Tennis is a continuous challenge to improve, to focus your mind, hit your best strokes and develop an effective strategy to be a more efficient player and better enjoy the game. Improving your game will give you immense satisfaction, the same kind that you get when you master a new skill.
This is exactly the role that tennis pros — teaching professionals, not pro players — and tennis lessons have in your road to become a better player all around. When you get serious about your tennis, even if you’re just playing for fun, you need to consider taking tennis lessons. A tennis coach can help you improve your game in some very concrete ways, starting with the very first lesson.
The USPTA has about 11,000 members, 2,000 more than the USPTR. Both organizations have one great feature: They conduct serious, elaborate certification programs to make sure that their members are qualified to teach tennis. Certification proves that a pro knows and plays the game well enough to teach.
A letter of certification from the USPTA or USPTR is as close to a quality guarantee for your pro as you can come. Most certified pros are affiliated with individual commercial or private tennis facilities. You can start your search for a pro at any of those places.
When deciding whether to take lessons from a particular pro, ask her about the following things and base your hiring decision on the answers you get:
- Fee: You pay for most tennis lessons by the hour, including group sessions and private, one-on-one lessons. Fees vary widely based on the amount of personal attention, the equipment used, and your location. On average, you can expect to pay around $40 for a private lesson with a teaching pro, and anywhere up to $100 for a big-name teacher.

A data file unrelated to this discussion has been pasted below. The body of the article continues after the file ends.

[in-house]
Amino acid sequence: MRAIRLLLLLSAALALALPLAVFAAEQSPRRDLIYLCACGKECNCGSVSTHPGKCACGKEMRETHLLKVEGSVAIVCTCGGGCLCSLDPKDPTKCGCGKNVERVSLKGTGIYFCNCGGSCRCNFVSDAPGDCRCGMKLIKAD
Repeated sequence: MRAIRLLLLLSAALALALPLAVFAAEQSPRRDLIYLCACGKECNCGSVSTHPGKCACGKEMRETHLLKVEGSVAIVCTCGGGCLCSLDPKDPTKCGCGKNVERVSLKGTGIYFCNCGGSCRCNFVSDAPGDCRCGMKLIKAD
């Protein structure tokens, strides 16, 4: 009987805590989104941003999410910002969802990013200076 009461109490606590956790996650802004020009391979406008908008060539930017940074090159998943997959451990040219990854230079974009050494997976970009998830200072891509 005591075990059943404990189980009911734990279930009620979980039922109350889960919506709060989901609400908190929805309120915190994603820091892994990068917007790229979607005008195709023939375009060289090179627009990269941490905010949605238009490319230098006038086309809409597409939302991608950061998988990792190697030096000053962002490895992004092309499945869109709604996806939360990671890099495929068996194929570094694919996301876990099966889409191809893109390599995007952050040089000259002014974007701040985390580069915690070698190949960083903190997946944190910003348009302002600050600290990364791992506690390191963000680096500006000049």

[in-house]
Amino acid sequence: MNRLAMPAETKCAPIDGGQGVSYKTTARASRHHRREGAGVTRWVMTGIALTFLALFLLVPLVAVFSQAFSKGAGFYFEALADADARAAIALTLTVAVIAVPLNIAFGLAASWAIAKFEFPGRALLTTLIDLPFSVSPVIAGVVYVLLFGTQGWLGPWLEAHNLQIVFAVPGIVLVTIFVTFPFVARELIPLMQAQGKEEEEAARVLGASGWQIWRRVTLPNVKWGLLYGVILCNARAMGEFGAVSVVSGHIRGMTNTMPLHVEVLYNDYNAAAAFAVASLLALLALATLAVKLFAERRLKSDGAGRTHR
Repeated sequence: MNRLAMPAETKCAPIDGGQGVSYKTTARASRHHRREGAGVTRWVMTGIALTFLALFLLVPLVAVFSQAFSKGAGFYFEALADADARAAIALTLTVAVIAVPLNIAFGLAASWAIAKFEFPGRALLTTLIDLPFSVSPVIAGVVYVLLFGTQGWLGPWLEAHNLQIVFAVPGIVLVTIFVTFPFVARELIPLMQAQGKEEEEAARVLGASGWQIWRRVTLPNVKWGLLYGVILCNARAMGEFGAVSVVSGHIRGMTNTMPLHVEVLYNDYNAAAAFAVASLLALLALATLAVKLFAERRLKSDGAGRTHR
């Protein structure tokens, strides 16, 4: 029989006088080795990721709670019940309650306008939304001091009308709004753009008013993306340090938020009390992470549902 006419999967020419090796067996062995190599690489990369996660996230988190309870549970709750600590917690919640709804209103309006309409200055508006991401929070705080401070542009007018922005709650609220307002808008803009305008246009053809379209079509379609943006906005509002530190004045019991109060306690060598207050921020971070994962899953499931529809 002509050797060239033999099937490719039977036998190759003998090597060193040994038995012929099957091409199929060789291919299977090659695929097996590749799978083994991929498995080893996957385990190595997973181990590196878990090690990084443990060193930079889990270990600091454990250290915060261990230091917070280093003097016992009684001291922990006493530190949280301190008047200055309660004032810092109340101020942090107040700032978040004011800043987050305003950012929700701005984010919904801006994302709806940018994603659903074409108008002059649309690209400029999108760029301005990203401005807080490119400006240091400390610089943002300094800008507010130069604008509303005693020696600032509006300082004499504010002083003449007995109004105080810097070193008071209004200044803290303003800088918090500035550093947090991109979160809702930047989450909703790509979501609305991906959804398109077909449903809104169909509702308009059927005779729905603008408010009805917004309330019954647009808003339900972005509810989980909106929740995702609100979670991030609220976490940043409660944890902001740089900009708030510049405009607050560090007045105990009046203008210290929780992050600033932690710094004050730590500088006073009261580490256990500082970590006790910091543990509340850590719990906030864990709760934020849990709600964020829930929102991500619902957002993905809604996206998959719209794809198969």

- Teaching style: Is the pro in the mold of a Marine drill sergeant? A New-Age, “see the ball, be the ball” guru? An old-fashioned teacher who stresses mechanics? Not all teaching styles suit all players. Ask the pro about her style and see whether it seems compatible to yours.
- Background: Ask as much about the pro’s playing and teaching experience as possible without being nosy about her other pupils or private life. Ask what the pro likes and dislikes about teaching.
- References: You could ask the pro to give you the names of two or three former students as references. But seeing a pro in action is the best reference of them all.
- Communication skills: After your conversation, ask yourself whether the pro showed an acceptable ability to communicate in a relaxed, friendly fashion. But remember, you’re not looking for a new best friend — you’re looking for someone who can help your tennis game.
Before you show up for your first lesson, your pro should already know something about your game and, therefore, your strengths and weaknesses. The pro should understand what you need to work on and how you can improve. You should have described your game or even hit with the pro before you hired him, so that he’s familiar with your game.
During the lesson, ask for more information if your pro tells you something you don’t understand. When communicating valuable information about the game, good coaches have a knack for doing it with vivid examples, memorable catchphrases, or even gimmicky techniques.
Keep these tips in mind to get the most out of your time with your pro:
- Show up on time, ready to play.
- Do your stretching beforehand.
- Have all your stuff.
- Be patient — give your body and mind time to loosen up and get in the flow of things.
- Forget your pro and concentrate on the ball.
- Stay within your comfort zone.
- Enjoy yourself!
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